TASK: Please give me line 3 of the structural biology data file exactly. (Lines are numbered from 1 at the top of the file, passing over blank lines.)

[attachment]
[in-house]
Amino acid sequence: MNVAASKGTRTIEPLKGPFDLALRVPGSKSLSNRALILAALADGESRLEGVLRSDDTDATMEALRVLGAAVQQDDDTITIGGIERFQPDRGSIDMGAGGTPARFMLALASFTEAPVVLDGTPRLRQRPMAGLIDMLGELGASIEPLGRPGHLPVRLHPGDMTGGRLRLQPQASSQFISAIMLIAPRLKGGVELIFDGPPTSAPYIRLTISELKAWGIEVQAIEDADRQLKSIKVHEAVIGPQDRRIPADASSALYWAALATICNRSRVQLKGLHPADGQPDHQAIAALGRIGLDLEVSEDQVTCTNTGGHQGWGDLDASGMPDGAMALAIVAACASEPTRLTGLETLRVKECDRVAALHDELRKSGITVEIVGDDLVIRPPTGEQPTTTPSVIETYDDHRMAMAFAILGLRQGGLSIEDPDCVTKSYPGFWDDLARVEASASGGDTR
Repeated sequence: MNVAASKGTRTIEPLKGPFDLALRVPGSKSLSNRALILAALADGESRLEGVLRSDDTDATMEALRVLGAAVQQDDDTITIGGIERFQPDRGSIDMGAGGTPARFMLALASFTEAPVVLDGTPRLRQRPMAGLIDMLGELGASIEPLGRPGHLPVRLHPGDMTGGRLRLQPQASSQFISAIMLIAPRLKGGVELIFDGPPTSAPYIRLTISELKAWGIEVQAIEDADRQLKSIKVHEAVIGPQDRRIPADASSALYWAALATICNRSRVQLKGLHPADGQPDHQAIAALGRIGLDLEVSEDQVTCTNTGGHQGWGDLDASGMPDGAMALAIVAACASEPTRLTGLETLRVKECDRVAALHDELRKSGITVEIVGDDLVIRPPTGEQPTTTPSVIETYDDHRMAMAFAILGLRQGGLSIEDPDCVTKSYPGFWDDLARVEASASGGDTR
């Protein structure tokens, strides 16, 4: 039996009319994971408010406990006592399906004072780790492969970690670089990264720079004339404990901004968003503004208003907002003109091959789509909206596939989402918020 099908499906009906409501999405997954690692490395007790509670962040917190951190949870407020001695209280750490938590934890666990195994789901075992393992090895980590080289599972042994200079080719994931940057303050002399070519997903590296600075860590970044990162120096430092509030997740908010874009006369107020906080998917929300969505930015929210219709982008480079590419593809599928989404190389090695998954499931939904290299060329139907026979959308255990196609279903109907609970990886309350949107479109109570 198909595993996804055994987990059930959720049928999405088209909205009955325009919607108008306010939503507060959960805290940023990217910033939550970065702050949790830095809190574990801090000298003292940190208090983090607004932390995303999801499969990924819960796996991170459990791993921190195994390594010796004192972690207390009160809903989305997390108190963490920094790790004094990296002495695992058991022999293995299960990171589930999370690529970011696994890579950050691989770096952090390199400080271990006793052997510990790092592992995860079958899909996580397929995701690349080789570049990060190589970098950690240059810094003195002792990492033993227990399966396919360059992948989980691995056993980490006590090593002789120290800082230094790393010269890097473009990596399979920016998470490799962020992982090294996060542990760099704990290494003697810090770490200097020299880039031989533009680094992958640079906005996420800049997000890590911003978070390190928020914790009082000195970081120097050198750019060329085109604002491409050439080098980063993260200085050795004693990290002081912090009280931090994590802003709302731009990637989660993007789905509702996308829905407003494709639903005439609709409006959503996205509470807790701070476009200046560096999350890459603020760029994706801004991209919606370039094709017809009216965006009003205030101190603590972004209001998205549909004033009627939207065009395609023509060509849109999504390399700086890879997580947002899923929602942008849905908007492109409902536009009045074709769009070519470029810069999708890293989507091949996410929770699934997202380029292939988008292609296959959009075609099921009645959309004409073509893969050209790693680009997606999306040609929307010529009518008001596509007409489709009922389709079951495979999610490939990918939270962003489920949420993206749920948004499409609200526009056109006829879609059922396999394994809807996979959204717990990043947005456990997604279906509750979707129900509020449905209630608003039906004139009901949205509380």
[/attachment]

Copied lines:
Repeated sequence: MNVAASKGTRTIEPLKGPFDLALRVPGSKSLSNRALILAALADGESRLEGVLRSDDTDATMEALRVLGAAVQQDDDTITIGGIERFQPDRGSIDMGAGGTPARFMLALASFTEAPVVLDGTPRLRQRPMAGLIDMLGELGASIEPLGRPGHLPVRLHPGDMTGGRLRLQPQASSQFISAIMLIAPRLKGGVELIFDGPPTSAPYIRLTISELKAWGIEVQAIEDADRQLKSIKVHEAVIGPQDRRIPADASSALYWAALATICNRSRVQLKGLHPADGQPDHQAIAALGRIGLDLEVSEDQVTCTNTGGHQGWGDLDASGMPDGAMALAIVAACASEPTRLTGLETLRVKECDRVAALHDELRKSGITVEIVGDDLVIRPPTGEQPTTTPSVIETYDDHRMAMAFAILGLRQGGLSIEDPDCVTKSYPGFWDDLARVEASASGGDTR